For those in the broadcast field, check out the Whirlwind THS series of sports announcer boxes. Each is equipped with different variations of talkback, as well as left and right headphone panning and amplification. These are a must have for anybody announcing in front of a live audience or podcast.
We recently wrote this article on the history of EDM. If you're looking to create electronic dance music, know your history.
We recently wrote this article for American Music Supply which can be used as a resource for beginners just starting to record at home. From cables to speakers, this will guide you on your path to creating your first hit record.
We recently wrote this article for AMS on the most popular types of microphones. Microphones are like paint brushes. You need different tools for different jobs. The technical make-up of each type of microphone and the technology it uses to translate your voice or instrument varies greatly. Learn the basics of microphone types, polar patterns and more. This will help you craft the sound you seek.
The 2016 Stereo Room reverb plug-in from Eventide is based off the legendary SP2016. This multi-effect unit has been revered by industry legends such as Dave Pensado and George Massenburg.
The sp2016 was designed starting in 1978 or 79. When it first shipped in 1981 it had a small number of effects including Room and Plate reverbs. Stereo Room was developed a little later. New effects were created by Eventide and a start up company called First Order Effects for several years up until 1986. These effects included some first ever effects like Shimmer, Band Delays, Timescramble as well as vocoders, etc.
Eventide used the term "plug-in" as purely descriptive because you added effects by plugging in a ROM into a ZIF socket (Zero Insertion Force). The unit shipped with several empty sockets and users were sent new effects as they became available. They used the term plug-in from the beginning of the project in 1978 and, as far as they know, this predates any other use of the term. The first Macs and PCs appeared around then but there was no notion of plugging in new software. Back then it was floppy disks.
In these videos you can see an overview of the controls as well as hear audio examples on different instruments.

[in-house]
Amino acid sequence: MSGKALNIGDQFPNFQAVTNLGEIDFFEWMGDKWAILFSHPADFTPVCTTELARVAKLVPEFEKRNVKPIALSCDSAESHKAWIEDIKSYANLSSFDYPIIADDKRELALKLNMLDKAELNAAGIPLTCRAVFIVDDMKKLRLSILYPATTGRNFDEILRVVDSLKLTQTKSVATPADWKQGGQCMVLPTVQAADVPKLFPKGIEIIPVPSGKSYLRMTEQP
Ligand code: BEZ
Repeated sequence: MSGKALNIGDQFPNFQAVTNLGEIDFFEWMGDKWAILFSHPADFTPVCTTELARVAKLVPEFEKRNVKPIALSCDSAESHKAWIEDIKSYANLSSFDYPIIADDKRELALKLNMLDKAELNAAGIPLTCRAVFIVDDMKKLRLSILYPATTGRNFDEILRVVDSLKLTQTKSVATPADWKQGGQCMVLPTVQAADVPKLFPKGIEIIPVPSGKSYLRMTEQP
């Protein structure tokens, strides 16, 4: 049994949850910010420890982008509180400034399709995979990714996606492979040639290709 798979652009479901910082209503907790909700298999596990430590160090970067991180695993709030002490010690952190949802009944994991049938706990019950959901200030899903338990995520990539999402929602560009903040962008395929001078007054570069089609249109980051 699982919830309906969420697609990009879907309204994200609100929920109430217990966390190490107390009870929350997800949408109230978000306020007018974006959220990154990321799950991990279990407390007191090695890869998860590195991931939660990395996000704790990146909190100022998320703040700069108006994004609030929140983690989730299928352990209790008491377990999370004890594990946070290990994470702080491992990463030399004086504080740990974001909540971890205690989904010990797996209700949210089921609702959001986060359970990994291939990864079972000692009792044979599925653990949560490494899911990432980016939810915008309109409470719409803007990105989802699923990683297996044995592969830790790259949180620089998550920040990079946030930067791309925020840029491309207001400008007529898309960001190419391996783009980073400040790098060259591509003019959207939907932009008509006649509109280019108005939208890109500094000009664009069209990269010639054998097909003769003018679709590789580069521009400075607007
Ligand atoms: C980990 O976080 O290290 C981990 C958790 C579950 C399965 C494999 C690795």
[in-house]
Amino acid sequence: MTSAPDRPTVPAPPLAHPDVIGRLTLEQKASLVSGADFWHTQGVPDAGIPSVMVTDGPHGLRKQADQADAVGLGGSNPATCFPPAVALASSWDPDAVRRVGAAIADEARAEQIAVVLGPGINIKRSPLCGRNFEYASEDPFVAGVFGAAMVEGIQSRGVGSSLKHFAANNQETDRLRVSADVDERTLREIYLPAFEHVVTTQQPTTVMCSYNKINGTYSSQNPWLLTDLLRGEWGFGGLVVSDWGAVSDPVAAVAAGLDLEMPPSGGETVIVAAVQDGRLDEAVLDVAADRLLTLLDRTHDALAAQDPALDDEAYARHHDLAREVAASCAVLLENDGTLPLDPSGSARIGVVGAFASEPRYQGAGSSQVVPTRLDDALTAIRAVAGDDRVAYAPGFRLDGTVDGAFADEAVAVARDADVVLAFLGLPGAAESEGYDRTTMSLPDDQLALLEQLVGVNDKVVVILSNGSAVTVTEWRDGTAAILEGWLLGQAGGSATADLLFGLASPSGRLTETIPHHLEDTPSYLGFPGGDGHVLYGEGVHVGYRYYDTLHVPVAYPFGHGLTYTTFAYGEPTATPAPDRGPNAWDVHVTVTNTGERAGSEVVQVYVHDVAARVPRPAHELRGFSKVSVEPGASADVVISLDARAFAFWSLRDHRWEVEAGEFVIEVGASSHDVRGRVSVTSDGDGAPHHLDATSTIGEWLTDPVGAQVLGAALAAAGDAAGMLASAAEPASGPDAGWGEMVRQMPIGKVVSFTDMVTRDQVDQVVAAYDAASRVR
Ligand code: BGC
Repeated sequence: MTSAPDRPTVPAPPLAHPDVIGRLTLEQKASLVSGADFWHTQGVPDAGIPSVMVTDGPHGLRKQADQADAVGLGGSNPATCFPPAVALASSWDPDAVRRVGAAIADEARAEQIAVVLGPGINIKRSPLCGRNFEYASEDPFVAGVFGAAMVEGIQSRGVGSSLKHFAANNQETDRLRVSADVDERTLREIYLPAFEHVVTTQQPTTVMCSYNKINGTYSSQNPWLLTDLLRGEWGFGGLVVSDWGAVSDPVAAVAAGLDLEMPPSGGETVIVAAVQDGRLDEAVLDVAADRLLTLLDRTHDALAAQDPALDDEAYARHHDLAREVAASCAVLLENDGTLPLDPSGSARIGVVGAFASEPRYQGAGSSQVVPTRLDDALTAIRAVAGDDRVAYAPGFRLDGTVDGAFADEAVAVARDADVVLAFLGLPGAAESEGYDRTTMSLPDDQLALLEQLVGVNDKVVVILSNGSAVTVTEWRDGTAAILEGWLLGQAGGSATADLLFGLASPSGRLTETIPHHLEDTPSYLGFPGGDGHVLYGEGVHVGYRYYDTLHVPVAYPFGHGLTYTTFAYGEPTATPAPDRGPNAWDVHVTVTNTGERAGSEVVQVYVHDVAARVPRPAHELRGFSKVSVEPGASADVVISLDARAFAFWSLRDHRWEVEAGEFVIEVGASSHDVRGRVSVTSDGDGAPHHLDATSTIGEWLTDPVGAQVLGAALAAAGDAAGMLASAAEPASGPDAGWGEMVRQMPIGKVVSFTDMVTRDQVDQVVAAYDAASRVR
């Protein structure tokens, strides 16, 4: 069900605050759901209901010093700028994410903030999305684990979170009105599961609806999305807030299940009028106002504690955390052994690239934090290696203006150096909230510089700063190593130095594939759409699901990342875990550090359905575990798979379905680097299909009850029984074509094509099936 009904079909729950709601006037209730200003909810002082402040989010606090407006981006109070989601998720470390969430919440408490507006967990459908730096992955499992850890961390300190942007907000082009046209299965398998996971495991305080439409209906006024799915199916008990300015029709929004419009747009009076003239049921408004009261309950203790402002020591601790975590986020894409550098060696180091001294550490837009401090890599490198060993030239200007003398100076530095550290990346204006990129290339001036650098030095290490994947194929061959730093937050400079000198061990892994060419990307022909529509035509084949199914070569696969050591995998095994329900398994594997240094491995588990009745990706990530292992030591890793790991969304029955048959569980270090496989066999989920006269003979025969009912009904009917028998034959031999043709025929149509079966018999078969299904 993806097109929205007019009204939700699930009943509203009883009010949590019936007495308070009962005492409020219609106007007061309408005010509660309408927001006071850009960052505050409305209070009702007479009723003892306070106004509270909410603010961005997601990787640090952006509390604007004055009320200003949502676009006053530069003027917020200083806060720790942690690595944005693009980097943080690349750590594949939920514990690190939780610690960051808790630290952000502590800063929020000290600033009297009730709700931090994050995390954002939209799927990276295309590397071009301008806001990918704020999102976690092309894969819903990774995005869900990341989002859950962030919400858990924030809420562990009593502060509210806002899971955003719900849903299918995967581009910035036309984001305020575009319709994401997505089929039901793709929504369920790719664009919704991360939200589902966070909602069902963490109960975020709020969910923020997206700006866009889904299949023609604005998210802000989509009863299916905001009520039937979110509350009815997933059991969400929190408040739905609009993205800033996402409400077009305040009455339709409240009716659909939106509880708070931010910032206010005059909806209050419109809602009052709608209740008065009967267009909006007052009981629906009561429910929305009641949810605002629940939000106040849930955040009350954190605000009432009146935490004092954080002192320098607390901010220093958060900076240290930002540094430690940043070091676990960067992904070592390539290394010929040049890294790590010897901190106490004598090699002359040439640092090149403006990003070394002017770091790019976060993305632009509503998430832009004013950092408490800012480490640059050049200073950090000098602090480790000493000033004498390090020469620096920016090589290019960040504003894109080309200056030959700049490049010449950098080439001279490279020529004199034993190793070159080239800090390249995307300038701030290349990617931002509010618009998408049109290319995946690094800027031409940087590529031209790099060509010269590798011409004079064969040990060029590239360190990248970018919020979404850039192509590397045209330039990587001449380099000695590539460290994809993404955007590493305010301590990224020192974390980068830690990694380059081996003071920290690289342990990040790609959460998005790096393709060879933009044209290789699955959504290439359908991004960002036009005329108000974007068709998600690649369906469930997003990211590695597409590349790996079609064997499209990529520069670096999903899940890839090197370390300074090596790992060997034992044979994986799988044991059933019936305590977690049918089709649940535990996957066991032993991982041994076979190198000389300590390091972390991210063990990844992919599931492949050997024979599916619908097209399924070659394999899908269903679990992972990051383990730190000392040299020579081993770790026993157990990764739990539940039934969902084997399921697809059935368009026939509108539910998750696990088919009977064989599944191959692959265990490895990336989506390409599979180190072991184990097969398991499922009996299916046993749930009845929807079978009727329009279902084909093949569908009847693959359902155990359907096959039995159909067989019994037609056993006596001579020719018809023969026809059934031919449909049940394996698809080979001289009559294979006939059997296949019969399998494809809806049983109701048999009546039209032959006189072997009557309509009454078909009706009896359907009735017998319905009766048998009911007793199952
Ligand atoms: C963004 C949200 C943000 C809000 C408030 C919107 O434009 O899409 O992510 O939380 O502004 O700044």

To purchase the 2016 Stereo Room on sale for a limited time, visit EventideAudio.com.
In this article we wrote for American Music Supply, we break down the tools needed to make electronic dance music. EDM is a catch-all phrase that represents over 300 sub-genres of music that have been created since the 1960s. However, we will be focused on present-day production and gear that's available for purchase.
Whirlwind is a Rochester, NY based company that specializes in American-made, pro audio solutions. They created the world's first direct box. Engineers everywhere have Whirlwind gear in their tool boxes. The MIP series (Media Input Plates) are the perfect solution for permanent audio installation with balanced signals.
In this video we go through all the features of the MIP1, MIP2, MIP3, MIP4, MIP5, MIP6, MIP7, MIPAI, and MIPAO.
The Roland TR-808 is the most iconic, vintage instrument in hip-hop and electronic music history. Without the "808", the music you hear today would be different. Many people don't know, but Roland originally designed the TR-808 as an accompaniment machine for guitarists. It was not a successful product and after production ceased, many TR-808s found there way into pawn shops and the like. From there is where burgeoning hip-hop producers discovered it, and tweaked it in ways unthought of. The machine was designed to make realistic sounding drum beats, not sub bass kicks that rattle your windows.
The people over at Consequence of Sound have just come across a TR-808 Adidas prototype sneaker! This fully functional TR-808 has tempo control and the ability to program beats!
Check out this article we wrote for American Music Supply. We discuss the gear that started several electronic music movements. Dave Smith, Moog, Yamaha, Roland, and Linn are all part of it.
In this article we talk about the essentials for DJing as well as the art of using the turntable as an instrument. We cover everything from scratching to beat-juggling as well as what type of stylus you'll need for your style of DJing.